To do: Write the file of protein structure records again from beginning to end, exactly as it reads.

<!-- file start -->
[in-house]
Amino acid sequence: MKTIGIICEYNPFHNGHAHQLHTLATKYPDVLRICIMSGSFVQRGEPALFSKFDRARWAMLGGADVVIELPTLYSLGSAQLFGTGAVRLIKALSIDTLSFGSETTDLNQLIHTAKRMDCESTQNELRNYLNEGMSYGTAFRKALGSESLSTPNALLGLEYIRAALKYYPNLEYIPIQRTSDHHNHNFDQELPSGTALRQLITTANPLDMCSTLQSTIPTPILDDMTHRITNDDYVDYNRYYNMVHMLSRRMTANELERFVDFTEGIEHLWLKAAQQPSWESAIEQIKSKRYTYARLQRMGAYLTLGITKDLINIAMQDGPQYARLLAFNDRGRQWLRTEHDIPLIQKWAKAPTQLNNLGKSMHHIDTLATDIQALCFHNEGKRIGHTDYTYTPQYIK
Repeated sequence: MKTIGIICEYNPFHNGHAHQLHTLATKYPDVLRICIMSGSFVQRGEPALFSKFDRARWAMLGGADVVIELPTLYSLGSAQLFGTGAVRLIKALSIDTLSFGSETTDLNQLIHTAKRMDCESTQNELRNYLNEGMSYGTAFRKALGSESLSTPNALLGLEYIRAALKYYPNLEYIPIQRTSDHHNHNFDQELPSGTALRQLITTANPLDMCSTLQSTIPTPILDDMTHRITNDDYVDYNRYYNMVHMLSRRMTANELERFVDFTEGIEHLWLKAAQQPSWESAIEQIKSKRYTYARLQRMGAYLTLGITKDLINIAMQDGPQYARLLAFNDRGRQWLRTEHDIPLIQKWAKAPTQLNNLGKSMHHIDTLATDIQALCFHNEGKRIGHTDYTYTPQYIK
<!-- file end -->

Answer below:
[in-house]
Amino acid sequence: MKTIGIICEYNPFHNGHAHQLHTLATKYPDVLRICIMSGSFVQRGEPALFSKFDRARWAMLGGADVVIELPTLYSLGSAQLFGTGAVRLIKALSIDTLSFGSETTDLNQLIHTAKRMDCESTQNELRNYLNEGMSYGTAFRKALGSESLSTPNALLGLEYIRAALKYYPNLEYIPIQRTSDHHNHNFDQELPSGTALRQLITTANPLDMCSTLQSTIPTPILDDMTHRITNDDYVDYNRYYNMVHMLSRRMTANELERFVDFTEGIEHLWLKAAQQPSWESAIEQIKSKRYTYARLQRMGAYLTLGITKDLINIAMQDGPQYARLLAFNDRGRQWLRTEHDIPLIQKWAKAPTQLNNLGKSMHHIDTLATDIQALCFHNEGKRIGHTDYTYTPQYIK
Repeated sequence: MKTIGIICEYNPFHNGHAHQLHTLATKYPDVLRICIMSGSFVQRGEPALFSKFDRARWAMLGGADVVIELPTLYSLGSAQLFGTGAVRLIKALSIDTLSFGSETTDLNQLIHTAKRMDCESTQNELRNYLNEGMSYGTAFRKALGSESLSTPNALLGLEYIRAALKYYPNLEYIPIQRTSDHHNHNFDQELPSGTALRQLITTANPLDMCSTLQSTIPTPILDDMTHRITNDDYVDYNRYYNMVHMLSRRMTANELERFVDFTEGIEHLWLKAAQQPSWESAIEQIKSKRYTYARLQRMGAYLTLGITKDLINIAMQDGPQYARLLAFNDRGRQWLRTEHDIPLIQKWAKAPTQLNNLGKSMHHIDTLATDIQALCFHNEGKRIGHTDYTYTPQYIK